The modern workforce has changed in ways that I would never have imagined as a child, or even in my early adulthood. In keeping with this rapid progress, our education system needs to become better prepared for the challenges and opportunities that await our students after they graduate. Similarly, our businesses need to know that the workforce they require will be available and ready to help them innovate in an increasingly competitive global economy.
Quality education can make the difference between our children achieving their dreams and having their potentials squandered. It doesn’t just take a village to raise a child any longer; it takes a connection to a global network. The talents of teachers, the additions of modern technologies, the participation and empowerment of parents, and close collaboration with our local and global community- are all crucial bricks on our children’s educational journeys.
My first involvement in education was as a parent with two children in the Evergreen School District. This experience led me to look to contribute to policy and planning, and I chose to pursue and ultimately was elected and served as president of my local Parent-Teacher Organization.
In my next role, from 2010 until November 2013, I served as vice president of the Evergreen School District Foundation. I was humbled to have the responsibility of bringing people together to work towards having Evergreen become one of Washington’s best school districts. We placed resources strategically within the district’s budget to foster innovation by growing the budget six-fold, fostered community connection by creating new partnerships with the private sector, and brought inspiration and imagination to our students.
One of our students was a Slavic girl who dreamt of becoming a software engineer. Our foundation was proud to give her a scholarship that enabled her to attend college and go on to intern at a world-class producer of semiconductor silicon. She was determined and self-directed, but it also took her teachers and community to help her dream and progress in her path to become a software engineer and to make her Russian speaking parents proud.
Another story that I cherish is from Ellsworth Elementary. This school had 65% free and reduced lunch, too many students at risk, and many with troubled home lives. I was given the project of organizing a carnival at Ellsworth and I made sure my team would put together the best carnival possible. We had three large inflatable slides, bounce houses and other bouncing toys, a traditional cakewalk, and a dunk tank in which the principal and teachers were the featured guests. For three hours students and their families could have the time of their lives. I volunteered fourteen hours for that event and went home bone tired. But the greatest payment I received was the comment that was made to me from a parent, “I will never be able to take my kid to Disneyland, but what you guys did for them tonight will be the highlight of their summer break!”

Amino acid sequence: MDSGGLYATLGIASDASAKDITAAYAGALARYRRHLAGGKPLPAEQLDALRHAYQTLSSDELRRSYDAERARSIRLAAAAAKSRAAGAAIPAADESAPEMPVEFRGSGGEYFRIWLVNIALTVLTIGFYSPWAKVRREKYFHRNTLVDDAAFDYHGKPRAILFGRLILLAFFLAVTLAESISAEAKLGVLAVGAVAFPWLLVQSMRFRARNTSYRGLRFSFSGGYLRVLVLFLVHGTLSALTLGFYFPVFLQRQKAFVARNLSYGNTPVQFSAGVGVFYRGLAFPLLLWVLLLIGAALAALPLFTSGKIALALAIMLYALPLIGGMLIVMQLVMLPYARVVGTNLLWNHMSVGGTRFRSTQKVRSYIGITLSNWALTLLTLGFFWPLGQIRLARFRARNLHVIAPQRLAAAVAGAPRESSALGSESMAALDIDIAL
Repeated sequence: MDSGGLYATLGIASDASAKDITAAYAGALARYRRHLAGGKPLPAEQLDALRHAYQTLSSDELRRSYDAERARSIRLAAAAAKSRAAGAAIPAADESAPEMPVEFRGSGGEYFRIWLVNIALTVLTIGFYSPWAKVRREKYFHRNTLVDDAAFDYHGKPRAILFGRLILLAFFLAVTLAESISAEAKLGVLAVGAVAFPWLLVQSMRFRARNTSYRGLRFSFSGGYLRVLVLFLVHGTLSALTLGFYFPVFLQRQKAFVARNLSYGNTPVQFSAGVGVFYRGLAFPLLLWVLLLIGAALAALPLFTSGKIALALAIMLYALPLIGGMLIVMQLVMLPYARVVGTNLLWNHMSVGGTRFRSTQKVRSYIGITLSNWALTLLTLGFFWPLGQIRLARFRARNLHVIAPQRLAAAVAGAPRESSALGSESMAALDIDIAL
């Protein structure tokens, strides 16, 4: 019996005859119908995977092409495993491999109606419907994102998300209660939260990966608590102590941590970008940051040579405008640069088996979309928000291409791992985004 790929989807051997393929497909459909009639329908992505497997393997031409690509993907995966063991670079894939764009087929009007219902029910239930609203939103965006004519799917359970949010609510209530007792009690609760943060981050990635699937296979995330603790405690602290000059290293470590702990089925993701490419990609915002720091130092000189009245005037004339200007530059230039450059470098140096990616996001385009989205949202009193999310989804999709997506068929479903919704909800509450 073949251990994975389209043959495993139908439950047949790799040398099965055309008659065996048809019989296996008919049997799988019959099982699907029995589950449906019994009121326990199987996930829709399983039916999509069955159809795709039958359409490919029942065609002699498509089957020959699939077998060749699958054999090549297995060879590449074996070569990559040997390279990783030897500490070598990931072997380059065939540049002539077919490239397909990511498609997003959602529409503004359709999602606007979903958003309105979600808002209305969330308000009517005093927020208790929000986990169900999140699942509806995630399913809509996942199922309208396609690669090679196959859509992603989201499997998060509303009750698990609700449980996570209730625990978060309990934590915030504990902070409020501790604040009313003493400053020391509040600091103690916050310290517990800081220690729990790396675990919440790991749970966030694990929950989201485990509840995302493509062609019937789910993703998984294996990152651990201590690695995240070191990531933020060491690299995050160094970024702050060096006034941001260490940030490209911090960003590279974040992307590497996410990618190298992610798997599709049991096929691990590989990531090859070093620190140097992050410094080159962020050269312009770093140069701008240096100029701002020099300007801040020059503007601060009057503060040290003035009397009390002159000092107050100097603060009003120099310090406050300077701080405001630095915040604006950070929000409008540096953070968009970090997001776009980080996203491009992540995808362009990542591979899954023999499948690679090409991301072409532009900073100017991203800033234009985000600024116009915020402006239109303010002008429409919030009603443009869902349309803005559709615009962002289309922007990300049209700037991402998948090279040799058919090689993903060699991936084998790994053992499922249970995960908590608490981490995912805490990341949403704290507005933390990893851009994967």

Since I have become a parent, each one of the roles that I’ve held in the education system has given me a unique perspective towards policies that our schools need to create the best future generation for each and every one of us. Through my experience as a PTA president and school district foundation Vice President, I have come to see that our teachers need proper compensation for their vital work. Our schools need proper funding that provides advanced learning, art supplies, and technology for the fast-changing world. And our education policies need to enable local control that brings the kind of merits and the immense opportunities that set our children up for lifelong success.
As a parent, I saw firsthand how important education is to students’ long-term prosperity and well-being. And today, I am proud of my two children Ellie and Evan who are both in college. Ellie is a senior at the University of Washington, studying English. And Evan is a double major at the University of Southern California of Voice and Violin.
Being a parent also led to my dedication to education policy that helps our community thrive. As a PTA president, I understood the power of parental involvement. And as the vice president of the Evergreen School District Foundation, I learned the importance of community and business partnerships in supporting the entire system. Each of these roles helped me see how people at the local level help contribute to the school district’s positive results and the individual successes of its students. Yet today, too many decisions about students happen in state capitols, where politicians and bureaucrats are more and more removed from our community.
With your vote, I hope to bring your voice to Olympia as the State Representative for Legislative District 49.